| `--A. triphyllaH93
| VancouveriaH93
| |--V. chrysanthaH93
| |--V. hexandraH93
| `--V. planipetalaH93
| Winchellia triphylla Lesquereux 1893CBH93
|--Nandina [Nandinoideae]T00
| `--N. domesticaMS10
|--LeonticoideaeT00
| |--Caulophyllum thalictroidesT00, J23
| |--GymnospermiumT00
| `--LeonticeT00
|--Podophylloideae [Epimedioideae]T00
| |--EpimediumDS04
| | |--E. grandiflorumDS04
| | `--E. koreanumDS04
| `--PodophyllumBL04
| |--P. hexandrumO88
| `--P. peltatumBL04
`--BerberidoideaeT00
|--MahoniaT00
| |--M. bealeiDS04
| `--M. leschenaultiiH90
`--BerberisSL06
|--B. amurensisMH98
|--B. angulosaO88
|--B. aquifoliumH93
| |--B. a. var. aquifoliumH93
| |--B. a. var. dictyotaH93
| `--B. a. var. repens [incl. B. amplectens, B. pumila, B. sonnei, Mahonia sonnei]H93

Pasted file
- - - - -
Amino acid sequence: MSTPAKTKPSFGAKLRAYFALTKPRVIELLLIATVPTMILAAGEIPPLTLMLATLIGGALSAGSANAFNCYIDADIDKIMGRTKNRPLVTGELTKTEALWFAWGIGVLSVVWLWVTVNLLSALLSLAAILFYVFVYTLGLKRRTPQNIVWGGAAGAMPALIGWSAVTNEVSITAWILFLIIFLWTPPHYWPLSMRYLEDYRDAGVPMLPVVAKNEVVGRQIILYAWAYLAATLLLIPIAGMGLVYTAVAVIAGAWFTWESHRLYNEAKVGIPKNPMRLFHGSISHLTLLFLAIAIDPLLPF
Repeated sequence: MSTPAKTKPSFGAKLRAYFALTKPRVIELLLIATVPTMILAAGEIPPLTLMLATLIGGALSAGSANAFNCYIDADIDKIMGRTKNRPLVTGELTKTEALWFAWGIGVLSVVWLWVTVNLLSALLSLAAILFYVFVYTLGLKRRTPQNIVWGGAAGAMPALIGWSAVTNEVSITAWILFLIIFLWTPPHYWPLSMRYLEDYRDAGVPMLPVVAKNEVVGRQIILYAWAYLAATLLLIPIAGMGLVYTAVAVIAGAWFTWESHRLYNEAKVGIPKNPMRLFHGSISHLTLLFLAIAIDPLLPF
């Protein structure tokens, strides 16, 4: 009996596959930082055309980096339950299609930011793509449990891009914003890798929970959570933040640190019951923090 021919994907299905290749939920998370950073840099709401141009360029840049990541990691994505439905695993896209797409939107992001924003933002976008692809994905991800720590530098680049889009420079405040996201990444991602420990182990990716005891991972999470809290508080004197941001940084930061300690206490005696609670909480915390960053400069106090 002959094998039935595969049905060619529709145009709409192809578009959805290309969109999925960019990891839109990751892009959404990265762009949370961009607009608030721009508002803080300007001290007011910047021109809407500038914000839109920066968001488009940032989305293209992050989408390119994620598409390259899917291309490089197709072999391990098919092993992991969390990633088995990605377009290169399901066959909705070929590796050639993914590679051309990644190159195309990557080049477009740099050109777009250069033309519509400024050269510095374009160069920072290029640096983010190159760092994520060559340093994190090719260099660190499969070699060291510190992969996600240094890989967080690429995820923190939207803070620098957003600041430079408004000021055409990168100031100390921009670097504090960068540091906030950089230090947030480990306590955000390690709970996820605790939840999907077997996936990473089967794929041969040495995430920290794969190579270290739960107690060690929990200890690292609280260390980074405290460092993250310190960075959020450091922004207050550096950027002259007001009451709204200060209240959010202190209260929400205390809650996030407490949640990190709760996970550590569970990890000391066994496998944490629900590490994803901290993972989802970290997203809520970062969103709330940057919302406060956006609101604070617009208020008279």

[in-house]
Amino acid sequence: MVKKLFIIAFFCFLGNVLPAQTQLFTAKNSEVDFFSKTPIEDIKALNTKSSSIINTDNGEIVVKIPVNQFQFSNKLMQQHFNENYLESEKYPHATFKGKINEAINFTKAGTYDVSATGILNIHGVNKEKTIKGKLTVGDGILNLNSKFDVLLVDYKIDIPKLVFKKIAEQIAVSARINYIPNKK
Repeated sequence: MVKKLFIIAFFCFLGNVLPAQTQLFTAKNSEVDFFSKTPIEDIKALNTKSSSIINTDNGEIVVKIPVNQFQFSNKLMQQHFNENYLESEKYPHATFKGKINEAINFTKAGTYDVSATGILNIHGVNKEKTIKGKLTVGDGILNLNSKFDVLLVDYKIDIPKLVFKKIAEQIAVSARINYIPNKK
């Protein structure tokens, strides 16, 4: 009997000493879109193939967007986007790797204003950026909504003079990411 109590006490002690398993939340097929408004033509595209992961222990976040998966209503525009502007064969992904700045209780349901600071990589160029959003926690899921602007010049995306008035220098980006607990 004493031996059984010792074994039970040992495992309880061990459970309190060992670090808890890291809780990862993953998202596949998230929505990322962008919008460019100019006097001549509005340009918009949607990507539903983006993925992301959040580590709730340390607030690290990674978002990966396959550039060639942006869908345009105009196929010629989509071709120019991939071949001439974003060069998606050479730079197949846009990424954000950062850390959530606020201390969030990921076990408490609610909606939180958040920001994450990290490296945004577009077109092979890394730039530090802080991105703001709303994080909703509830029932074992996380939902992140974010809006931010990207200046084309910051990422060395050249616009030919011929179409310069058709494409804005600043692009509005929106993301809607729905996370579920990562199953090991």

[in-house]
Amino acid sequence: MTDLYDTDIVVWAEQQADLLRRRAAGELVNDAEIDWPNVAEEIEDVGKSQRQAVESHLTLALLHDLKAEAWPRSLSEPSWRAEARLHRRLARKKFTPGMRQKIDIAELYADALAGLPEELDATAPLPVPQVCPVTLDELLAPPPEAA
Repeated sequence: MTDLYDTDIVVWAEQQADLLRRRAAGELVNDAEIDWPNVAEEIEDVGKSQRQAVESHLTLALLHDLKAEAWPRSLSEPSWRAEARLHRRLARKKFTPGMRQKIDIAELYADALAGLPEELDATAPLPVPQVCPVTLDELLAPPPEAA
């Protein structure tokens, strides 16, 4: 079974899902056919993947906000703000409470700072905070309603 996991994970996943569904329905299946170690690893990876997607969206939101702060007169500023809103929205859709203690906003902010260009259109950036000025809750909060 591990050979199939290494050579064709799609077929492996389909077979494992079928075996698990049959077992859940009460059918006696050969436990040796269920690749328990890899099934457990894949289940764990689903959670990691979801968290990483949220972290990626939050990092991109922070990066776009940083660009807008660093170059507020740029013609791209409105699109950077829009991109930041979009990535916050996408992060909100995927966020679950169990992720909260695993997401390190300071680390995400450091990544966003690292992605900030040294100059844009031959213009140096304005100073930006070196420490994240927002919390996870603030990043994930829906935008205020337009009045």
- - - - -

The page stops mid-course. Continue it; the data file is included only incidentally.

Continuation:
|--B. aristataSDK05
|--B. buxifoliaHH03
|--B. canadensisF37
|--B. ceratophyllaO88
|--B. concinnaO88
|--B. creticaSL06
|--B. darwiniiBKS98
|--B. empetrifoliaD03
|--B. erythrocladaO88
|--B. everestianaO88
| |--B. e. var. everestianaO88
| `--B. e. var. ventosaO88
|--B. fendleriF37
|--B. fremontii [incl. B. higginsiae, Mahonia higginsiae]H93
|--B. haematocarpaBT72
|--B. hamiltonianaO88
|--B. heterophyllaO06
|--B. ilicifoliaCL85
|--B. insignisO88
|--B. microphyllaD03
|--B. mucrifoliaO88
|--B. nervosa [incl. Mahonia nervosa var. mendocinensis]H93
|--B. nevinii [=Mahonia nevinii]H93
|--B. parisepalaO88
|--B. pinnataH93
| |--B. p. ssp. pinnataH93
| `--B. p. ssp. insularisH93
|--B. poluniniiO88
|--B. thunbergiiSBM11
|--B. trifoliolataDD06
|--B. tsaricaO88
|--B. umbellataO88
`--B. vulgarisC55

*Type species of generic name indicated